When Talking Is a Problem

For my recent trip involving air travel, Nigel accompanied me to the airport before I left. He flew for the first time three years ago, and he loved it. I had brought ear plugs for him, and he didn’t even use them. He was far too excited and motivated to have mechanical noises bother him that time. He loves to learn about other countries, reads National Geographic every month, and longs for the day when I “sell lots of books” so that I can take him to see Stonehenge and the Acropolis, among other places.

And so, he loves to be in airports, which he doesn’t get to do very often. Being an extrovert, he wants to interact with people. I could not have guessed however, that upon entering the airport he would have made a beeline for the guard at the entrance to the security check area. I had my bags and was giving instructions to my mother, who watched the boys that weekend, and I didn’t notice that Nigel had taken off until I scanned the area and saw him leaning in to the guard and saying something. Like a rabbit caught in the headlights, I froze. The guard had an odd look on her face.

Nigel walked back over to me. “I told her to keep up the good work because we don’t want another 9/11,” he said, satisfied with himself.

How could he have known? How could he have possibly known that what he’d said was unacceptable talk in an airport? How could I have thought ahead to tell him not to say things like that? I spend at least half my time anticipating inappropriate things that Nigel could say and then explaining to him that it’s not okay to say them. Saying inappropriate things can be a huge problem for the verbal autist, even a liability. It can hurt people’s feelings and actually get him in trouble, especially since he rarely makes eye contact and often speaks in monotone. I try to circumvent these potential problems by thinking ahead and coaching him, really trying to understand his way of thinking, anticipating what he might say, and helping him to avoid saying the wrong thing.  

I mentally wrung my hands, hoping that we wouldn’t have a security squad swooping down on us at any second. And my heart ached for my poor son who was just trying to make conversation, who absolutely did not mean any harm.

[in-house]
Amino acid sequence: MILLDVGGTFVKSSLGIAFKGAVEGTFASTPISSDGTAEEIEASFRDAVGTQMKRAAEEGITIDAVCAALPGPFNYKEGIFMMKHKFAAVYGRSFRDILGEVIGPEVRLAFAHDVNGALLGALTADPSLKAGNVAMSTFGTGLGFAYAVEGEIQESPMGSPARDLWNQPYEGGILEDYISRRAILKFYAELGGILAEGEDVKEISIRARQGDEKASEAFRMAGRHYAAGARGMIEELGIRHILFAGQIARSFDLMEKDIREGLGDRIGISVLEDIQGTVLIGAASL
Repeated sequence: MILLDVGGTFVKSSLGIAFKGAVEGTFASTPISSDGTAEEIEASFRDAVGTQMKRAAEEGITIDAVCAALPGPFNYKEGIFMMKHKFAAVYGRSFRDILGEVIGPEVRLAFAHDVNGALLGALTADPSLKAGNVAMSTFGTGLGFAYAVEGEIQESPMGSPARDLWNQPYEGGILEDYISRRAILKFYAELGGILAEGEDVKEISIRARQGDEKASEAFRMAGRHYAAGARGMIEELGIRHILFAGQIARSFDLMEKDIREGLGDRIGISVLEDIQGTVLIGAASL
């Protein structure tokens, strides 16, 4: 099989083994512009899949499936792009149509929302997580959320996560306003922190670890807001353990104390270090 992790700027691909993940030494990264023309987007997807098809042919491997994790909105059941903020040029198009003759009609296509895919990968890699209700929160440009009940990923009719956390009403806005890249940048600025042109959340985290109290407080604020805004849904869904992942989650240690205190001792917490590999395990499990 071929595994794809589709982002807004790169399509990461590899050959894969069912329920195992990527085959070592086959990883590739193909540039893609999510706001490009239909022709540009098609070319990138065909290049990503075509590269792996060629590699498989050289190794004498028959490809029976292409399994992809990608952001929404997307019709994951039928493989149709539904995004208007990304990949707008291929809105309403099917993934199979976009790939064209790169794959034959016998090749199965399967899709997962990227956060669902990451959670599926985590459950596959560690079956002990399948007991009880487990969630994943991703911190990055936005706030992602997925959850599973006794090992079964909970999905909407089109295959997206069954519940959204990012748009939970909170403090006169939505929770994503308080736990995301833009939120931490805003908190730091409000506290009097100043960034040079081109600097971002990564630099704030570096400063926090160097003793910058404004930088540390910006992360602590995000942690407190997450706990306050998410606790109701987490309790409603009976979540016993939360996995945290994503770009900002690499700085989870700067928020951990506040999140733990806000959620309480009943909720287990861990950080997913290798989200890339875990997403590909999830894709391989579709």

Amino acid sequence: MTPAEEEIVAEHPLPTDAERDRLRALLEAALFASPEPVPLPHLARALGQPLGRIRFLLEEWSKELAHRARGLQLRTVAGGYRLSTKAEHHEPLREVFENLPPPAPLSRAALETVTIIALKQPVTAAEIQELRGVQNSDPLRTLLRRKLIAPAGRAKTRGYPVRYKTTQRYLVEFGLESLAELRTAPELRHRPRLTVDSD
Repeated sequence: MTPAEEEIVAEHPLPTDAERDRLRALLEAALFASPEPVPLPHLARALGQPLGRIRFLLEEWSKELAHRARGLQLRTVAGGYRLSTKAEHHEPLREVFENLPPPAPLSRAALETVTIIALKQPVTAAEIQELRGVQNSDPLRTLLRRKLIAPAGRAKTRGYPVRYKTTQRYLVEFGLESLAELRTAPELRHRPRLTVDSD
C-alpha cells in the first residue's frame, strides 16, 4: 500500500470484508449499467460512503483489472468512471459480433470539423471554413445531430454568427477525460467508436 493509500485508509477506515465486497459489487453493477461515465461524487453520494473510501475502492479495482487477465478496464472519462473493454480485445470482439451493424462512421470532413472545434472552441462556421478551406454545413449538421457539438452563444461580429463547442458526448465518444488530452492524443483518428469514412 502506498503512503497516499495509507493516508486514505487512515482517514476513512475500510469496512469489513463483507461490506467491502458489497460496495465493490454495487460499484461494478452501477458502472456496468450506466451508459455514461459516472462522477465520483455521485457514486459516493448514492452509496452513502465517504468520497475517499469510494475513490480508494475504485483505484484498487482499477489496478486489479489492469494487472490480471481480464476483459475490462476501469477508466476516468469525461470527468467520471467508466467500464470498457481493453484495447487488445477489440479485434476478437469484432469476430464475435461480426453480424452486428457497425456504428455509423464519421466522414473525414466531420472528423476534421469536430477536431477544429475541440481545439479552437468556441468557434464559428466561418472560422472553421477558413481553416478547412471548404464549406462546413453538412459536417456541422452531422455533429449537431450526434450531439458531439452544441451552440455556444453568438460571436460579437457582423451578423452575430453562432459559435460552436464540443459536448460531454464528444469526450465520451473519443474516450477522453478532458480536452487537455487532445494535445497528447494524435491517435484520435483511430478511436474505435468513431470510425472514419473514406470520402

“Oh, honey,” I began, “I know you thought you were trying to encourage the guard, but it’s not okay to talk about 9/11 in airports. It alarms the security guards because they think of it as a threat or a joke, even though I know you didn’t mean it that way.”

A dejected look washed over his face. “I thought I was doing something good. I was telling her she was doing a good job.”

“I know, sweetheart. But they might not see it that way, and it could get you in trouble to talk about 9/11 in airports. So try not to do it anymore.” I looked around, wondering if the guards had their eyes on him. I had to keep him close to me, this boy who is taller than I am. Maybe somehow, if they saw a mother sticking close to her teenage son, they would know. They would see his “difference,” as he calls it.

“I didn’t know,” he said, looking down.

“I know. I wish I had thought to tell you, but I’m telling you now. I know it’s hard to understand, but you just can’t talk about 9/11 in airports, even for good reasons.”

“Okay,” he said quietly, seeming to understand, or maybe just accepting it without understanding.

Oh, my son. He tries so hard.

10 thoughts on “When Talking Is a Problem

  1. Tera

    Oh Tanya, that is heart-breaking. Our guys try so hard. But I know what you mean about always trying to anticipate what they could say and trying to analyze it all and end it before it begins. It’s a bit exhausting. We are definitely in-touch with our kids. That’s the positive side of it.

    And maybe, if talk about 9-11 was allowed in the sirport, it wouldn’t be such a taboo topic. Maybe Nigel isn’t the one to turn it all around, but that boy of yours has his heart in the right place…and that’s what is really important.

  2. Chapati

    That is heartbreaking, but to be fair he really really wasn’t to know – talking about the terrorist attack innocently at the airport shouldn’t be such a taboo!

  3. mama mara

    Yet another reason why high-functioning autism is called “the invisible disability”. Our kids can appear so typical, until they open their mouths and say the darnedest things.

    Your explanation to Nigel was excellent. Now you have only 999,999,999 social taboos to worry about.

  4. Jenn E

    I’ve been thinking about this since we talked about it in Jess’ kitchen.

    He’s trying and ya know what eventually he’ll get most of it. We all make social mistakes sometimes. He wants it and sometimes I think that makes all the difference.

    Now I’m off to teach Devin it’s not socially appropriate to stand naked in the front door no matter how cute his butt is.

  5. kia (good enough mama)

    Aw, I want to wrap him up and hug him. Poor Nigel. I hope that there was just a teensy tiny hint in his tone or something that let the woman know that he was trying to be supportive. And as Jenn said, we all make social mistakes, all the time.

  6. jess

    i LOVE that he wanted to take the time to praise someone he didn’t know for the job they are doing. we need so much more of that in the world. so much more gratitude, so much more encouragement.

    he’s just beautiful.

  7. Kate

    Wow, just wow.

    Such a clear example of the communication problems that can occur even in high functioning people with autism.

    Beautiful in the way you described it; sorry it had to happen, though.

  8. babs

    OMG!! I can imagine how you felt. Like you said, we try to think of all the possible outcomes. But often the one we don’t see is the one we get. Glad you still left with your freedom–and sanity!

Comments are closed.